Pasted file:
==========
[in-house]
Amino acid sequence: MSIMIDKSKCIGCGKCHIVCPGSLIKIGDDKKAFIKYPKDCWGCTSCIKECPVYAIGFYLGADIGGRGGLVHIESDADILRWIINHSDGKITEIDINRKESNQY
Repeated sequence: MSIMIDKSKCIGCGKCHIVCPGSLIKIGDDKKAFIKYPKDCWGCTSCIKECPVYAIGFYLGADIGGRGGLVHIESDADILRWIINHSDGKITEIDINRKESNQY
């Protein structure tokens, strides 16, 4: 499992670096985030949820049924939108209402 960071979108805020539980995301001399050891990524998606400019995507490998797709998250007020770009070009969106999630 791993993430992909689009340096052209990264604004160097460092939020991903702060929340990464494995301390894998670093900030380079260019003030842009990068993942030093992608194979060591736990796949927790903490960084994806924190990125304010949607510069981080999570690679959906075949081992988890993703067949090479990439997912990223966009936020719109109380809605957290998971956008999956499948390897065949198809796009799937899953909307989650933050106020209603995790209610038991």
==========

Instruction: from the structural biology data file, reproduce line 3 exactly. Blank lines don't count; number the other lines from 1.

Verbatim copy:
Repeated sequence: MSIMIDKSKCIGCGKCHIVCPGSLIKIGDDKKAFIKYPKDCWGCTSCIKECPVYAIGFYLGADIGGRGGLVHIESDADILRWIINHSDGKITEIDINRKESNQY